Since 1995, around 50,000 people in Brazil have been freed from slave-like work
BOGOTA (Thomson Reuters Foundation) – Rights groups representing scores of Brazilian workers who they say were trafficked into slavery during the 1990s said they expected the top Americas human rights court to rule in their favour in the first case of the kind it has heard.
The case heard by the Inter-American Human Rights Court last week involved 340 men aged 15 to 40, mostly poor, illiterate and of African descent, who activists say were lured under false promises to work on a vast cattle ranch in Brazil’s northern state of Para.
“Workers were subjected to death threats and were not free to leave the ranch. They didn’t have any type of toilet, and their drinking water was the same water used by cattle,” said Viviana Krsticevic, head of the Centre for Justice and International Law (CEJIL), one of two rights groups representing the victims, and who gave declarations at the court.
Most of the 340 workers were freed during five labour inspections carried out by Brazilian state authorities at the 8,500 hectare ranch, the Fazenda Brasil Verde, from 1989 to 2002.
The case of Workers of Fazenda Brasil Verde v. Brazil was brought to the court by rights group CEJIL and the Pastoral Land Commission, the social arm of the Brazilian Catholic Church.
“This is the first case of trafficking with a purpose of labor exploitation and the different types of modern-day slavery, including debt bondage and forced labor, the court is hearing,” Krsticevic, a lawyer, told the Thomson Reuters Foundation in a phone interview.
Activists hope the case will allow the court to outline the responsibilities of states signed up to the Americas Convention of Human Rights, including Brazil, in preventing slavery and compensating freed slaves.
“It’s very important that the court gives a statement about what are the parameters of slavery and how to identify and distinguish modern-day slavery because it’s not clear in the Convention,” said Dominican friar Xavier Plassat, who coordinates the Pastoral Land Commission anti-slavery campaign.
Rights groups first brought the case to the court’s sister organization, the Inter-American Commission of Human Rights, which ruled in November 2011 that the Brazilian government was responsible for forced labour and debt bondage “analogous to slavery” found on the ranch.
It also ruled that the Brazilian state had failed to investigate and punish those responsible for the disappearance of two teenagers who worked at the ranch.
The Commission later decided that Brazil had failed to act on its recommendations, including providing financial compensation to freed slaves, and submitted the case to the Inter-American Court of Human Rights.
COURT TOLD BRAZIL KNEW OF SLAVERY
Francisco Eguiguren, a commissioner at the Inter-American Commission of Human Rights, told the hearing the Brazilian government knew that slave labour existed on the ranch but had failed to prevent and prosecute those responsible.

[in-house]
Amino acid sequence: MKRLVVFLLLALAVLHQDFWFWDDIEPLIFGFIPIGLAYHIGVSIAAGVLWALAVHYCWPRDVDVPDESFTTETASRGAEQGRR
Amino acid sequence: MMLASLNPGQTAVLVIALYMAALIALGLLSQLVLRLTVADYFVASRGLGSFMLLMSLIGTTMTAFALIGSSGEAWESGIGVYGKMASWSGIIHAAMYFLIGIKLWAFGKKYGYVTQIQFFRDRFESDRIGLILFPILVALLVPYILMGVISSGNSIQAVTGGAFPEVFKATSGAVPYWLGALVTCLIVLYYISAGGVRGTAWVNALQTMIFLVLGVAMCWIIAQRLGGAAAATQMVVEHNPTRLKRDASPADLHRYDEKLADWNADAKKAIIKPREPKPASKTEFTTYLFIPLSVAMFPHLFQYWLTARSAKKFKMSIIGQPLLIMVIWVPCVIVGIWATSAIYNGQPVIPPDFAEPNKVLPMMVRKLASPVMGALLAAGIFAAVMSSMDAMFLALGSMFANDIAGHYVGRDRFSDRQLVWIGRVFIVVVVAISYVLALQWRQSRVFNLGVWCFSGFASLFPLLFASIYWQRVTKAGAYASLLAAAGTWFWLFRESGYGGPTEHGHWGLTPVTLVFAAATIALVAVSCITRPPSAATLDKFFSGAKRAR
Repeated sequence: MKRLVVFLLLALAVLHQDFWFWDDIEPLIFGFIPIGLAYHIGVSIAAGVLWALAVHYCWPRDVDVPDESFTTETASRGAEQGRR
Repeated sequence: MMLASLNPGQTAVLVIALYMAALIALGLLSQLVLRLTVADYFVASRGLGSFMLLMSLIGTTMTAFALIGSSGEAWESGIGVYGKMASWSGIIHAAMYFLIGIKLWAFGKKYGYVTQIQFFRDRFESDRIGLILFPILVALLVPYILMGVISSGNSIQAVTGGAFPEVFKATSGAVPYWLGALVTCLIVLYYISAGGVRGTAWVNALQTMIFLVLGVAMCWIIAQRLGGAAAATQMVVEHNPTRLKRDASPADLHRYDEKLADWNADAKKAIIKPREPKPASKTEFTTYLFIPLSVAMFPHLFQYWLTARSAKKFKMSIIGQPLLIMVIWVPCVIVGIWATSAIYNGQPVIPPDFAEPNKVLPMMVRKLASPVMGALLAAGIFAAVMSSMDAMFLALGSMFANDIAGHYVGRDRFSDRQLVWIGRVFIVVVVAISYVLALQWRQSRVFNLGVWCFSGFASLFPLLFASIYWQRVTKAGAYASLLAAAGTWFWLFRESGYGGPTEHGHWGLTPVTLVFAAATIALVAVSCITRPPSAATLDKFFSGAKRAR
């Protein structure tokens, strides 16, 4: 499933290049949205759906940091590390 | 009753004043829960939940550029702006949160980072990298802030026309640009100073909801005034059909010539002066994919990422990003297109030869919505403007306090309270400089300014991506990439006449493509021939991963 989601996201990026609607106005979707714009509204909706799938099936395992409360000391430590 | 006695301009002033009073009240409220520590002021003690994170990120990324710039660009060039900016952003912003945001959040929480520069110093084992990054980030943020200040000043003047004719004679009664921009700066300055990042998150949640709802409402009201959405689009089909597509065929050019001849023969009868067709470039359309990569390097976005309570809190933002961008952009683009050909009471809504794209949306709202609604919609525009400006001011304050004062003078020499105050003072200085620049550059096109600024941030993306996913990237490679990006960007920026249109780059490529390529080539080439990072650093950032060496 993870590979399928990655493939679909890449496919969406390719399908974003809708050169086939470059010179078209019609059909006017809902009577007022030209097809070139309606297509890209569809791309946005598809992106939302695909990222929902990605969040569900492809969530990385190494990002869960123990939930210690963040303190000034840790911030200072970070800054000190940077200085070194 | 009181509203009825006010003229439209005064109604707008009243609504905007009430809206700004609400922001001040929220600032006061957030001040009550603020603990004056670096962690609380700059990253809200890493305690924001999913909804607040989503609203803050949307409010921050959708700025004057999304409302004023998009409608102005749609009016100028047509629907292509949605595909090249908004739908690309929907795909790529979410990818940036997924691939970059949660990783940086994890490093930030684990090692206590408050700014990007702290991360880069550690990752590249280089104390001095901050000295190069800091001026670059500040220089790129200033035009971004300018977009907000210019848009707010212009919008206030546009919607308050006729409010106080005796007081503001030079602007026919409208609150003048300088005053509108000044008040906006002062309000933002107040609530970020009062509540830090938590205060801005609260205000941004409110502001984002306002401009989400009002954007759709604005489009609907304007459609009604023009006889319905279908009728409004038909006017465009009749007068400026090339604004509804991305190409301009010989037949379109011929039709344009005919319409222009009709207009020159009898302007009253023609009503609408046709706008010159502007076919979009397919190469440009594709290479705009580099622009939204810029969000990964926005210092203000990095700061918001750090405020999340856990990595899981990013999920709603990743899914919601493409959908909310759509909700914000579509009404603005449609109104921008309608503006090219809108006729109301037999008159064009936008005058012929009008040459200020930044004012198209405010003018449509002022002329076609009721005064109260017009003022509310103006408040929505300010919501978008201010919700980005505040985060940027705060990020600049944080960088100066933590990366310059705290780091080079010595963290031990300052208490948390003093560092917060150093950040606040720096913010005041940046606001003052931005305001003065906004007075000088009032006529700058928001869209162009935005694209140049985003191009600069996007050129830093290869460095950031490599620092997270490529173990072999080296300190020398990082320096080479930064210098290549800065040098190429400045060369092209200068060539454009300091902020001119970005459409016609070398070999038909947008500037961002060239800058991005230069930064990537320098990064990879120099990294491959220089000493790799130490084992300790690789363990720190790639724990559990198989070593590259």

“Reports from these visits and or inspections from 1997 to 2000 … show that the conditions observed qualified as conditions of slave work in that ranch,” Eguiguren told the court.
“If people were rescued it means they were not free to leave,” he added.
During the hearing, state attorney Boni de Moraes Soares, representing the Brazilian government, said there was no evidence to prove armed guards were working on the estate and were preventing workers from leaving.
“Brazil fights against forced labour,” Moraes told the court. “We have big challenges but we have also implemented solutions too,” he added.
Moraes said Brazil had made tackling slavery a top priority over the past decade and had introduced a series of laws and measures to combat the problem.
In 1995, Brazil officially recognized the active use of slave labour in the economy. That year, the Labour Ministry launched a Special Mobile Enforcement Group that works with prosecutors and police to find and raid farms, construction sites and premises of companies suspected of using slave workers.
Since then, around 50,000 people have been freed from slave-like work, according to government figures.
But rights groups say despite such measures, prosecutions for slavery in Brazil remain low, as they do worldwide, and most people found to be using slave labour are only fined.
“In Brazil, no-one to date has been in prison for enslaving someone,” said Plassat, who gave declarations to the court.
The court is expected to give a ruling on the case in four to six months.
“I’m absolutely positive about the court’s ruling,” Krsticevic said. “I’m very hopeful that finally there will be a tribunal that will give justice to the victims.”
(Reporting by Anastasia Moloney, editing by Tim Pearce. Reprinted by permission of the Thomson Reuters Foundation, the charitable arm of Thomson Reuters, focusing on humanitarian news, women’s rights, trafficking, corruption and climate change. Visit http://news.trust.org)
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